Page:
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New Letters from Charles Brown to Joseph Severn, Edited by Grant Scott and Sue Brown
Letter 33

TO JOSEPH SEVERN1

13 November 1830

Florence. 13 Novr 1830.

My dear Severn,

We all want to know how the lady and the young gentleman2 are going on. Perhaps I was bound to write earlier, — time has slipped away; of course we arrived safe and sound. The Wilsons3 are here, and have engaged for an apartment, while I do my best in putting them up to Florentine management. I was surprised, on my return, to hear that the hotels were full of English; it appears they are for the most part of the middling classes, — "pochi signoroni,"4 — and we have an army of native servants out of place, with their families, I am told, in great distress; — besides which, there are a great many furnished lodgings to be let. Carlino has begun music, which will put 60 crowns a year into the Florentines’ pockets, — see what a charitable man am I! As the vettura dragged me along the road, I discovered why Monsr Robert’s5 picture is at fault: there were a man and a girl standing on a bank, backed by a clear sky; though very near them, I could not distinguish their features, scarcely their forms, owing to their being cut to pieces by myriads of rays of light; but, as we moved on, they became backed by a house, when, in a moment, they were as distinct as in Robert’s picture, which proved to me he had (to speak Irish-wise) committed an impossibility. This must have been the reason of our feeling that his picture was out of nature; but since neither Uwins nor you explained it to me, I do the needful by you. While I was away Kirkup had literally done nothing to his picture; never was a fellow like him for sticking fast in a work. I found Trelawny nursing his little girl, his attendant having left him. She is the most respectable servant I have met with in Italy; and, were you not provided, I would recommend her to you, — she is a good sempstress, and an excellent nurse. Now mind you let me know how Mrs Severn is, and tell us if Claudia has picked up a bit. Carlino sends his love to all parties. I did not much approve of your boasted fish sauce; and, as I have made the best essence of anchovies I ever tasted, here is the receipt. Put 24 anchovies, as they come from the barrel with their proportion of liquor, in a small pan, and pour two tumblers of water on them; scale, bone, behead, betail, and wash them in that water, leaving all the bones, heads &c therein, which should be boiled (covered) for <three> two hours and then strained; then put on the strained liquor again to boil with the anchovies cut into very little bits; boil (covered) for two hours and strain again, and pound in a mortar the parts of the fish that remain in the sieve till perfectly smooth, — then mix all together. If you wish the sauce to be of a darker red, boil a little pounded cochineal with it. A table spoonfull of brandy may be added to keep it. Give this receipt and my love to Mrs Severn. Remembrances to the Leaches, Gibson, Uwins, and all I like in Rome. N. B. In Florence a glass the size of Fabri’s Sistine chapel engravings costs only 10 pauls, — so I think I shall treat myself to the whole set.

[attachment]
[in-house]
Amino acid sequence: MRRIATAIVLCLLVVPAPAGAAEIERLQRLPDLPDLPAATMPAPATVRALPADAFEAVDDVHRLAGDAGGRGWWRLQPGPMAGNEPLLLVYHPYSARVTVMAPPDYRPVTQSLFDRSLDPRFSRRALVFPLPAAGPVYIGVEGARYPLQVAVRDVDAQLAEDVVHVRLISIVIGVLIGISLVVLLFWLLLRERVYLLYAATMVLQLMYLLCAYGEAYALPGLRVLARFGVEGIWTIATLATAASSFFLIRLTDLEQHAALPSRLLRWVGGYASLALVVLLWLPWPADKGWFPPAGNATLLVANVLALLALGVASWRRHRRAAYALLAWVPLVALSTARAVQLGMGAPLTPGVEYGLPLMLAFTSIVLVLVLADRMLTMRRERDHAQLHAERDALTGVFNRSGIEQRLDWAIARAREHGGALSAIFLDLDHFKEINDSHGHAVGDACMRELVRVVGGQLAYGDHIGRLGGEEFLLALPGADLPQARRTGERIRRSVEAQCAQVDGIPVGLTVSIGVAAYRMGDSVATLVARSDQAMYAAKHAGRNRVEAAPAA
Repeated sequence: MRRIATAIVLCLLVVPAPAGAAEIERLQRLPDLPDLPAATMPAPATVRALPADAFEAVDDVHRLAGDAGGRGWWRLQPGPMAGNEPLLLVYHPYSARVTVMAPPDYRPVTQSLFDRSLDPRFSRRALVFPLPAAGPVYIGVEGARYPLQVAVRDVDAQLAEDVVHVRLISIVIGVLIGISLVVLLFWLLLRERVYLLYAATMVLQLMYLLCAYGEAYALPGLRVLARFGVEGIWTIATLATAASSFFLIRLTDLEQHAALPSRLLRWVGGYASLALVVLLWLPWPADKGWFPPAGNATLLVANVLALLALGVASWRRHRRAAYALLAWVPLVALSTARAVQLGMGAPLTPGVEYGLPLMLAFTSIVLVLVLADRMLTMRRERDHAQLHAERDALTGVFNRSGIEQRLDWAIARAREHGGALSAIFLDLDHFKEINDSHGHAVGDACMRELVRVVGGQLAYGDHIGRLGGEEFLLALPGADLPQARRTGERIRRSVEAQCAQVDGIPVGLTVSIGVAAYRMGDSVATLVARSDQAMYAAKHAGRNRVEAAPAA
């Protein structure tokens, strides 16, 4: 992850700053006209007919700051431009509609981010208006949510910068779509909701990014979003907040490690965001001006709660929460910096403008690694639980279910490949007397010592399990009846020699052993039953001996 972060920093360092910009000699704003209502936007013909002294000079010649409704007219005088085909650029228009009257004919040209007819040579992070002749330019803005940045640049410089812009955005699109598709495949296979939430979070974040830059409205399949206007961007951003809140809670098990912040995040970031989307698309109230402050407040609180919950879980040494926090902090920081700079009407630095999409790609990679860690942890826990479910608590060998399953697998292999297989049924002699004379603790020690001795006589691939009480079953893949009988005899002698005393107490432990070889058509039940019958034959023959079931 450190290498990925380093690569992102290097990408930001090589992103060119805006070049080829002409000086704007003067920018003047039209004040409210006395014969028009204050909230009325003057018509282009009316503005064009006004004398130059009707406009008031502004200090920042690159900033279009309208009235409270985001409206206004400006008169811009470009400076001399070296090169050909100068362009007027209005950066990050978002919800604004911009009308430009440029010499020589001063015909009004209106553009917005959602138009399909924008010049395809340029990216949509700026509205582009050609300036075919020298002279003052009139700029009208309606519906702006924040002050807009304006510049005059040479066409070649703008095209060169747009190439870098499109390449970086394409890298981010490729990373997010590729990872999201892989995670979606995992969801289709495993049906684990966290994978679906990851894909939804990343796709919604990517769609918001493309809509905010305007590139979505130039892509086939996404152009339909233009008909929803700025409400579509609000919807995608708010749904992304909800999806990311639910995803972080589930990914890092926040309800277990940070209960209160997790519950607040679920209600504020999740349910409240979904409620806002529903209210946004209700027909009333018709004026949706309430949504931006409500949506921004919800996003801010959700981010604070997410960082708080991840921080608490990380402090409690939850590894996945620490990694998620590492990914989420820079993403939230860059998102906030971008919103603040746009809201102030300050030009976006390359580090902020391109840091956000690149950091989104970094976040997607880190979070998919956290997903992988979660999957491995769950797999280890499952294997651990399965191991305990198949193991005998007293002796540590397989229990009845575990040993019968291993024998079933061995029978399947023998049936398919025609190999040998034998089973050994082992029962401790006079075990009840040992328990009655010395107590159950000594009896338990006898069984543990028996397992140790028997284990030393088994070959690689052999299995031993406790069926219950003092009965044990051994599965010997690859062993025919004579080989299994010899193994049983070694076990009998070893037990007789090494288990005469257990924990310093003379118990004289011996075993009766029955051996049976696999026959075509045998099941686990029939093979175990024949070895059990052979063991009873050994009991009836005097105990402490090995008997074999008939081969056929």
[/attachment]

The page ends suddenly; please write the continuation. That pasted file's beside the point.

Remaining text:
Your’s most truly,
           Chas Brown.

Notes

1 Address: Al Pittore Inglese / Il Sig. Guiseppe Severn, / No 152 Via Rasella, / Roma. Postmarks: FIRENZE; 15 NOVEMBRE. [Return to the letter]

2 Walter Severn placed a cross here and wrote the following above the salutation, which was later crossed out, probably by Sharp: "Refers to me / I was born 12 Oct. 30 / Walter Severn." Below this Sharp wrote, "745." [Return to the letter]

3 Charles Wilson (1809-1882), art administrator and educationist. He married on 3 October 1838 (Oxford DNB). [Return to the letter]

4 "Mini milords." [Return to the letter]

5 Louis-Leopold Robert (1794-1835), French painter of Italian genre scenes. [Return to the letter]

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